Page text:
Saturday, April 20, 2019

Congresswoman Debbie Dingell Gives Weekly Democratic Address.

Photo Purple Walrus Press.

By Editor & Publisher Jeff Brown.

Congresswoman Debbie Dingell of Michigan has delivered her weekly Democratic Address. In the Address Debbie Dingell highlighted the progress Democrats have made in the For The People Agenda.

Below is a full transcript of the address:

“Hello, I’m Congresswoman Debbie Dingell from the 12th District of Michigan – home of the auto industry and the University of Michigan – Go Blue!

“This week, the Administration released the Mueller Report.  Congress’ oversight responsibilities matter, but while the Intelligence and Judiciary Committees continue their investigations, Democrats in the House are still focused on our work to deliver For The People.

“Our agenda – to lower prescription drug prices, to create sixteen million good-paying jobs through a real infrastructure plan and to make sure that our government is working – is what Americans expect from this Congress and it’s what they deserve.

“Every day, we have stayed focused on the issues that matter to working men and women, and are working hard to improve lives across this country.

“Democrats know that America is strongest when everyone has quality, affordable health care.

“I have spent a lot of time in doctors’ offices in the last year.  Every time I go, I hear the very personal challenges faced by many.  A mother terrified for her daughter if protections for pre-existing conditions are stripped away.  Women who don’t get mammograms because they can’t afford the treatment if they are diagnosed.  Seniors who are splitting pills in half and rationing their insulin.  We have been working to help them.

“Democrats have done everything in our power to protect life-saving access to affordable health care coverage for Americans with pre-existing conditions, our seniors and our most vulnerable.

“Families and seniors have also steadily seen the rise in prices of prescription drugs. First it was EpiPens, then insulin and now we are seeing increased costs for inhalers. One of the most common inhalers costs almost $700, and copays range from $80 to $400, with some having to pay the total price out-of-pocket.  Imagine a family struggling to get by, with a child who must have that inhaler.

“We will keep working to make health care and prescription drugs cheaper and bring stability to our health care system with lower out-of-pocket costs.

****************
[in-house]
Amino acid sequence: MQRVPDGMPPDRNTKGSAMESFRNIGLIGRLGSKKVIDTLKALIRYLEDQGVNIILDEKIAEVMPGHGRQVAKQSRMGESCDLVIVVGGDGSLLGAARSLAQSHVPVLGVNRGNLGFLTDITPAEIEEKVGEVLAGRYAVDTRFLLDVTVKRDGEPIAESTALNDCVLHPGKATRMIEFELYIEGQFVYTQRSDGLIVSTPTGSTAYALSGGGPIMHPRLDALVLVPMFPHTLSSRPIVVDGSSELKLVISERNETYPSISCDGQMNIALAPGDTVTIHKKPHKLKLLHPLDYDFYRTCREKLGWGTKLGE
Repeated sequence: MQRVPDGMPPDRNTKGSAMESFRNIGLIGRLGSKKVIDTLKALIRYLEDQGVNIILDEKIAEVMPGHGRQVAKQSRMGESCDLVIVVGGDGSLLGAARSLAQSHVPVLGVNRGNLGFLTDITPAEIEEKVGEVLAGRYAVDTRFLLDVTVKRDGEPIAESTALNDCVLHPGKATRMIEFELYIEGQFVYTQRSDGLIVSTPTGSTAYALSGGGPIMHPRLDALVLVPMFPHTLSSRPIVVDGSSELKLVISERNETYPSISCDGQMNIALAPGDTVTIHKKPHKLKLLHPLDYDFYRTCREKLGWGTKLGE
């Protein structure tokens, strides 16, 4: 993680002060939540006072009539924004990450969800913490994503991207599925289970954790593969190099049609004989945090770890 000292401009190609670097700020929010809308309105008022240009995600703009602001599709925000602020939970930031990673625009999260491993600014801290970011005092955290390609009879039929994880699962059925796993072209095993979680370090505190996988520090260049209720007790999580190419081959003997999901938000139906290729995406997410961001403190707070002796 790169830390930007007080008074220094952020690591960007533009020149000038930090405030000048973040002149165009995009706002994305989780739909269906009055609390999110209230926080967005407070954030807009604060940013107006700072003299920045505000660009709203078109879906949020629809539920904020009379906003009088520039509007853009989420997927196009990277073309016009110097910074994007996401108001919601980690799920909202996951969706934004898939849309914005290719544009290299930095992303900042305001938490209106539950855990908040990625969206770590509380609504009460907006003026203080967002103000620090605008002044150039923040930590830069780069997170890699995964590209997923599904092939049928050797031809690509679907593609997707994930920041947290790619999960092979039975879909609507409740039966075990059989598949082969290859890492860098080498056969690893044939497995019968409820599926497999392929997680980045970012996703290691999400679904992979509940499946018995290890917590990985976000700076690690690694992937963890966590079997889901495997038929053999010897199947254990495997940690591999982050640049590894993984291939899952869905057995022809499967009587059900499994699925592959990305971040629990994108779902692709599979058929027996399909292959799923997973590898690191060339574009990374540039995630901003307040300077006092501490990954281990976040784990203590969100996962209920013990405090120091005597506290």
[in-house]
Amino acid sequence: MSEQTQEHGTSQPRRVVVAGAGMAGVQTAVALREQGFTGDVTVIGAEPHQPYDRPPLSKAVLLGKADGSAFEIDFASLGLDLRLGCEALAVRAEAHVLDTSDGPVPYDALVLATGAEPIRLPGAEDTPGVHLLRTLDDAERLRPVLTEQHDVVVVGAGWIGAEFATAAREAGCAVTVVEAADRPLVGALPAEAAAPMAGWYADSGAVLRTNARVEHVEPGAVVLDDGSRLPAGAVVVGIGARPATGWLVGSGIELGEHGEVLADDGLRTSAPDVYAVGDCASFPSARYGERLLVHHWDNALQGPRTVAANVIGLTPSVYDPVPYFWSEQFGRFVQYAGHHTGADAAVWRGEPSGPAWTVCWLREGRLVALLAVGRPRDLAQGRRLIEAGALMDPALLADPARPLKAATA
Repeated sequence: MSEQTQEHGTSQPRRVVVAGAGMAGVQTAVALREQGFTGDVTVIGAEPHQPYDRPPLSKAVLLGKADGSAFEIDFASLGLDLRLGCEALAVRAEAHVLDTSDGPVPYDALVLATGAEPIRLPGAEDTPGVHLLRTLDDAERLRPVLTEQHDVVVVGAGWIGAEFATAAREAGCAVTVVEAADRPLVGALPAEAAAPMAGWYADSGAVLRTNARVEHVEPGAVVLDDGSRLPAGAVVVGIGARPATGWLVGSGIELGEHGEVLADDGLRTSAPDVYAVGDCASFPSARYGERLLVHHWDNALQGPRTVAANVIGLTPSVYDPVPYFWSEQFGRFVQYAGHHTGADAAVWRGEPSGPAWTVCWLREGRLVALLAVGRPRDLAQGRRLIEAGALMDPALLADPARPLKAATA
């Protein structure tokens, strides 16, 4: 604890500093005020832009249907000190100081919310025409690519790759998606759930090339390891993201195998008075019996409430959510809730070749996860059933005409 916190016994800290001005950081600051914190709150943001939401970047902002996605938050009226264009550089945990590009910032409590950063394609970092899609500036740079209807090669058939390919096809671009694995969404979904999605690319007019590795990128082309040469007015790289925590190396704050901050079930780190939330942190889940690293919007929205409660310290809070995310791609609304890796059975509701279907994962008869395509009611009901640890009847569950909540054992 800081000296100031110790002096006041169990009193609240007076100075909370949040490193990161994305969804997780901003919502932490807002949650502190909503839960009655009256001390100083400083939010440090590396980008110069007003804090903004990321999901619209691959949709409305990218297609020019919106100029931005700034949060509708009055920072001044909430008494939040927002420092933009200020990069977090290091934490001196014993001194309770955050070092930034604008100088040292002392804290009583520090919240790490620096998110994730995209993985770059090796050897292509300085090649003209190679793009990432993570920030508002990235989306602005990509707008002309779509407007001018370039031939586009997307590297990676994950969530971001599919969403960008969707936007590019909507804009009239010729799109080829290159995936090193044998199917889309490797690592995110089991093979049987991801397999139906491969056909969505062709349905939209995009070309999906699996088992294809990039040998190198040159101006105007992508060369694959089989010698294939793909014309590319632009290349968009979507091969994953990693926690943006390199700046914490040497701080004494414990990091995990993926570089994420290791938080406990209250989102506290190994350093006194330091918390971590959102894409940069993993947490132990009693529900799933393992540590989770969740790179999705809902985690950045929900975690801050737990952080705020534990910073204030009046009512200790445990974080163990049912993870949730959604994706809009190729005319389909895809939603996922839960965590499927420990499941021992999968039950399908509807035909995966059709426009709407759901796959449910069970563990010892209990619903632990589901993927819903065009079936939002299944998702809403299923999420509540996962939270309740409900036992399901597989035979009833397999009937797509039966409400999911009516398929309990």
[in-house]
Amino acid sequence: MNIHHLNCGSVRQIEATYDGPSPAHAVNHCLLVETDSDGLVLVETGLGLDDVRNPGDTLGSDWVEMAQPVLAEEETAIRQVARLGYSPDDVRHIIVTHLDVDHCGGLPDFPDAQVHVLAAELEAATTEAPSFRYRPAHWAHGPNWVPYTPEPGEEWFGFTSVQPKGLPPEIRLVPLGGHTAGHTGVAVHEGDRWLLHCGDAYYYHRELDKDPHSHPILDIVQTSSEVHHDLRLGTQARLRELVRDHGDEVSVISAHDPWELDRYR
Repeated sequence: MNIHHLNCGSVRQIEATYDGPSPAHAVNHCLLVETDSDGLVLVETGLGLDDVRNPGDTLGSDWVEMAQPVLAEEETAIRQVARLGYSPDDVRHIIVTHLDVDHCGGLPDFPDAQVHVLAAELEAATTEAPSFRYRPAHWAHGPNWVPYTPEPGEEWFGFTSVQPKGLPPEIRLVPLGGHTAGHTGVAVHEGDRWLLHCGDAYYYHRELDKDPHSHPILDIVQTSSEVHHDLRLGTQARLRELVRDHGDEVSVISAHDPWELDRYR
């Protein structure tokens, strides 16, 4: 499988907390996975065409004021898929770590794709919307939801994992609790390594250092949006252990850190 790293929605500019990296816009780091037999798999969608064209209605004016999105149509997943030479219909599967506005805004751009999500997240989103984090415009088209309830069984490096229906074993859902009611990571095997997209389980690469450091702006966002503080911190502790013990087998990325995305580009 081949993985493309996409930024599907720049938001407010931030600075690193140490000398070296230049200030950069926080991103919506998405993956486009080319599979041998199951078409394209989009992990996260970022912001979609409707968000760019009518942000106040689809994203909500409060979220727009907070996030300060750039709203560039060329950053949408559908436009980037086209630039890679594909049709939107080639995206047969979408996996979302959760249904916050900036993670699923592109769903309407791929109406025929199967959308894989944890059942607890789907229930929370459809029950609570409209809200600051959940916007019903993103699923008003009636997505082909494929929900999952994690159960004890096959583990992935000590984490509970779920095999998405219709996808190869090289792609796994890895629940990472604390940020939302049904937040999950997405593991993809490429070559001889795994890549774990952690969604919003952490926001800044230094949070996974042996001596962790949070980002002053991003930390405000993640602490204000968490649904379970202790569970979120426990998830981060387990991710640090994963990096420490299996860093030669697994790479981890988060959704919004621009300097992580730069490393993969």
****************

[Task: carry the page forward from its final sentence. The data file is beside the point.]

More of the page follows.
“America is prosperous when everyone has an equal shot at success and the playing field is level.

“Government that works for everyone, not just those with the largest checkbooks, is the strongest democracy in the world.

“In the first 100 days, Democrats passed a once-in-a-generation democracy reform bill designed to return our government to hard-working Americans and ensure they have an equal voice at the table.

“We supported survivors of domestic abuse.

“We took common-sense actions to strengthen and expand background checks, so people with a violent history aren’t able to purchase dangerous weapons.

“We passed a bill to put more money in the pockets of working American families by ensuring that women receive equal pay for equal work.

“We finished decades of work by passing a landmark package to protect public lands and permanently safeguarding the Land and Water Conservation Fund.
“And this is just in our first 100 days.  We’re just getting started.

“Democrats will put forward an infrastructure plan that will provide millions of good-paying jobs for hard-working people by fixing our roads and bridges.

“We will also aggressively address the dangers posed by climate change and protect promises made to the Dreamers.

“As we move forward with this critical work, it is my hope that Republicans in the House and Senate will work with us.  I want you to know that we will work with the Administration whenever possible, though we cannot ignore our responsibility for oversight.

“This weekend is a holy weekend for people of many faiths.  Our Jewish neighbors begin the celebration of Passover.  Sunday is the culmination of Holy Week for Christians who will celebrate Easter.  Shortly, our Muslim friends will begin Ramadan.  It’s a time to remember that we all have shared values and those values are what make our democracy enduring.

“These first 100 days have been difficult ones for me. I lost the man I loved, and this is my first holiday in nearly four decades without him.

“John Dingell was a wise man who loved this country. He frequently observed on the need for all of us to come together for the common good, regardless of partisan ideology or personality, and that together we can preserve, protect and defend our beloved Constitution.

“That’s exactly what I - and all my Democratic colleagues - are going to do.

“We will continue fighting for and listening to everyone.

“We will keep working to build a safer, stronger and secure America together.

“Thank you.”

Friday, April 19, 2019

Parola Perspective: On Trump Impeachment.

By PWP contributor Brooks Parola.